Leaders ask questions
Managers have subordinates
Leaders have followers
Managers use an authoritarian style
Leaders have a motivational style
Managers tell what to do
Leaders show what to do
Managers have good ideas
Leaders implement good ideas
Managers react to change
Leaders create change
Managers try to be heroes
Leaders make heroes of everyone around them

People often mistake leadership and management as the same thing but in essence, they are very different. The main difference between the two is that leaders have people that follow them, while managers have people who simply work for them

Another useful, but oversimplified summary might be that “management” is mostly the required skill people need in middle management. At the “C” level, in line roles, leadership skills are more important. 

Look at the sorts of questions would-be CEOs are urged to answer:
  • Why do you want to be a CEO
  • What is your value proposition for the organization
  • Do your skills and experiences match the organization’s strategic objectives
  • How do your values align with the organization’s values
  • What have I learned from failures and successes that help the organization\
  • Where are the company’s strategic opportunities

None of those sorts of questions would really make sense for a competent middle manager. 

Make no mistake, mastering management is not the same as mastering leadership. And leadership has to be learned, just as management has to be learned.

Job Skill Requriements are Shifting Fast, WEF Report Says

In about three years, according to a survey of larger employers conducted by the World Economic Forum, 54 percent of all employees will require significant re-skilling and upskilling related to new technologies and trends disrupting business models. “By 2022, the skills required to perform most jobs will have shifted significantly,” the WEF reports.  


If that forecast proves to be accurate, we can be fairly certain most firms will have failed to achieve all they intended.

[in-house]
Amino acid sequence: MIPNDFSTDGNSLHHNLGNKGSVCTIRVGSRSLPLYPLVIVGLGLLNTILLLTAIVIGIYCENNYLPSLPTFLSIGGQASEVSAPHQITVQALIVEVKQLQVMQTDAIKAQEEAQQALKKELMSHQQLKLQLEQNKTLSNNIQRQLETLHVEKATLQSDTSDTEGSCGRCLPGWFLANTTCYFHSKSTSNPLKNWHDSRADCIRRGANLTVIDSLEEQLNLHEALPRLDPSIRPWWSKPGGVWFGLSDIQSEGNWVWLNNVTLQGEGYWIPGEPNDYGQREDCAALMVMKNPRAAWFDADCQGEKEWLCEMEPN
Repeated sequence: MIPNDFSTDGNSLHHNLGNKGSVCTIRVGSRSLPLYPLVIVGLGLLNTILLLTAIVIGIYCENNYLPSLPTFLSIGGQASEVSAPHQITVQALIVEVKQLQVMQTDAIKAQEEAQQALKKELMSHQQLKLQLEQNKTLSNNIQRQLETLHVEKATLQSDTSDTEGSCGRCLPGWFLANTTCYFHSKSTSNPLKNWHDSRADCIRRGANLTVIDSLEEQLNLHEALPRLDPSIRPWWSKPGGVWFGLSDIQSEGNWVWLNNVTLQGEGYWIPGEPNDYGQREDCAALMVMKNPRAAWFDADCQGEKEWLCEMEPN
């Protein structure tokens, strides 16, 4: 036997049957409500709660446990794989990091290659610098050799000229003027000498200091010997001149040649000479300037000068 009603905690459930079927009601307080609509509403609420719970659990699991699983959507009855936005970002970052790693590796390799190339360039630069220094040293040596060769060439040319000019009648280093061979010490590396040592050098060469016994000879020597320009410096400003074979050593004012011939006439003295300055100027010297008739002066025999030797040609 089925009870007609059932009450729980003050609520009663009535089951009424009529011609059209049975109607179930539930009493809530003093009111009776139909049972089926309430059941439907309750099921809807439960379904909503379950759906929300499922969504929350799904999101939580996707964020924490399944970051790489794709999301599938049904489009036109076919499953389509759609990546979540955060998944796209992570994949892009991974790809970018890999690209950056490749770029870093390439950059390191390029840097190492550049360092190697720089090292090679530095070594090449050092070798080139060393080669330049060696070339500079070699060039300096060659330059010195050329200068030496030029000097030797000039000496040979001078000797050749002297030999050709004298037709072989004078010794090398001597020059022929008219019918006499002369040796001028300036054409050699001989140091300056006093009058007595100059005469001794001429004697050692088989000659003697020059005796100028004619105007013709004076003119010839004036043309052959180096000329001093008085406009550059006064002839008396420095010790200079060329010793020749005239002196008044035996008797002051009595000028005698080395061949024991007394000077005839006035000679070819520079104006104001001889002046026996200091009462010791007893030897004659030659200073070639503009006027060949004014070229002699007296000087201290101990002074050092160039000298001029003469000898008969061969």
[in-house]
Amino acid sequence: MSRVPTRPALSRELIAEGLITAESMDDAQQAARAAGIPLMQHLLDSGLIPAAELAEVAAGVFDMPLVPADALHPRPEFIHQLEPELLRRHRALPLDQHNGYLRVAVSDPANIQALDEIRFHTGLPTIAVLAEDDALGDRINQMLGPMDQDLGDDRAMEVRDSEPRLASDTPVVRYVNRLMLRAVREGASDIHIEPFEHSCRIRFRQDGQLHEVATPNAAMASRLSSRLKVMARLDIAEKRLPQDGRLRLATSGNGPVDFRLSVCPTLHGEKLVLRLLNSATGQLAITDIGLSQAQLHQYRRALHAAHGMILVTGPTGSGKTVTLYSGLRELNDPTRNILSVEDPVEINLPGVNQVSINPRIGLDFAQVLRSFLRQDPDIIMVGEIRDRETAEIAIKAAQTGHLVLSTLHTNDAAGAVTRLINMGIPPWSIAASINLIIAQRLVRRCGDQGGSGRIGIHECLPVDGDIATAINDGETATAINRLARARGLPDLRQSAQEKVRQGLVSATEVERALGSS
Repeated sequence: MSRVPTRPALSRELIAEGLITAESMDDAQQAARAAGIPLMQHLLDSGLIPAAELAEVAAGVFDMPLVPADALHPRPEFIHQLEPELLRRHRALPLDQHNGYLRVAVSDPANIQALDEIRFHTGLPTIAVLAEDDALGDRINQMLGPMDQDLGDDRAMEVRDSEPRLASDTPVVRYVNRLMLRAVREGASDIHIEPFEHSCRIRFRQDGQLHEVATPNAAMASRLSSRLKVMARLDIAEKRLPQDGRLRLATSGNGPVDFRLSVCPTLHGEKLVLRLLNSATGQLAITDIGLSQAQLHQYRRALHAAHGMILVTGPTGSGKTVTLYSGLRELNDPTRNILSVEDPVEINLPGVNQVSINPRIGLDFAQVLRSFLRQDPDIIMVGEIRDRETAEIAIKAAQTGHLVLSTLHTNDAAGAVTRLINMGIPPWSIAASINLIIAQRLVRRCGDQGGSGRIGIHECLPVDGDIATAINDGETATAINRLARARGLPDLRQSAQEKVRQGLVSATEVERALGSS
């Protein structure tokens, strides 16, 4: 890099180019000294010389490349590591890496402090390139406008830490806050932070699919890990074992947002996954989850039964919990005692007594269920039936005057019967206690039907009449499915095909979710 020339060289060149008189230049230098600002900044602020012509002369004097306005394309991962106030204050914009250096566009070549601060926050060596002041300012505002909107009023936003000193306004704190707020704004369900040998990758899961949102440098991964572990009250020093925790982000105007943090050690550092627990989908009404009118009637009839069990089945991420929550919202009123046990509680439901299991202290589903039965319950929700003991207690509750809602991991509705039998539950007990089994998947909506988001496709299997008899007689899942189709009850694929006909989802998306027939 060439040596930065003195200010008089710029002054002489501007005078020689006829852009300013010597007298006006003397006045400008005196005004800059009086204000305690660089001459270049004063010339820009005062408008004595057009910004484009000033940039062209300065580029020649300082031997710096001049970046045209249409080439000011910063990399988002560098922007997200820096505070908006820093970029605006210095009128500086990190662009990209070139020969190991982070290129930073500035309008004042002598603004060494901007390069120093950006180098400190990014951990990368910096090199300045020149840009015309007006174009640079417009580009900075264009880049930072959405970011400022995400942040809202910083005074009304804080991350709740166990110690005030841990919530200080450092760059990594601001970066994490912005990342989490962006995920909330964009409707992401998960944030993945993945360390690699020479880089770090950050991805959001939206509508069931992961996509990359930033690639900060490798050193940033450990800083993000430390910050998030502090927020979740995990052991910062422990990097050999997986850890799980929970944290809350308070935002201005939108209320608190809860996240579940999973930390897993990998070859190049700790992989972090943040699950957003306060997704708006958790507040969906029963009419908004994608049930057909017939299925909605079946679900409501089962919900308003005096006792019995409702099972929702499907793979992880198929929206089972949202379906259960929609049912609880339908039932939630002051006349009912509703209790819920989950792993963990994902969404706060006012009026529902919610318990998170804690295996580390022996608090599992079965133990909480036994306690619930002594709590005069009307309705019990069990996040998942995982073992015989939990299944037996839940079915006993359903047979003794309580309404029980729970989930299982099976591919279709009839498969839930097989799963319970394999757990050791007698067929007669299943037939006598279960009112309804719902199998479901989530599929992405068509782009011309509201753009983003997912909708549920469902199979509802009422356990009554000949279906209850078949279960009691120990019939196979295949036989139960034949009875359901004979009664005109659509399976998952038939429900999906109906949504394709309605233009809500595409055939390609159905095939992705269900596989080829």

Global average skills stability—the proportion of core skills required to perform a job that will remain the same—is expected to be about 58 percent, meaning an average shift of 42 percent in required workforce skills over the 2018 to 2022 period, just to do the same jobs presently conducted, according to WEF enterprise respondents. 


“Human’” skills such as creativity, originality and initiative, critical thinking, persuasion and negotiation will likewise retain or increase their value, as will attention to detail, resilience, flexibility and complex problem-solving, WEF says. 


Emotional intelligence, leadership and social influence as well as service orientation also see an outsized increase in demand relative to their current prominence.


Of the more than half (54 percent) of employees who will require “significant” additional skills, about 35 percent are expected to require additional training of up to six months, nine percent will require reskilling lasting six to 12 months, while 10 percent will require additional skills training of more than a year. 


Skills continuing to grow in prominence by 2022 include analytical thinking and innovation as well as active learning and learning strategies. 


Employers also expect sharply increasing importance of skills such as technology design and programming. 


Job titles expected to be in demand in 2022 include:
  • Data Analysts and Scientists
  • Software and Applications Developers
  • Ecommerce and Social Media Specialists
  • Customer Service Workers
  • Sales and Marketing Professionals
  • Training and Development professionals
  • People and Culture specialists
  • Organizational Development Specialists 
  • Innovation Managers
  • AI and Machine Learning Specialists
  • Big Data Specialists
  • Process Automation Experts
  • Information Security Analysts
  • User Experience and Human-Machine Interaction Designers
  • Robotics Engineers
  • Blockchain Specialists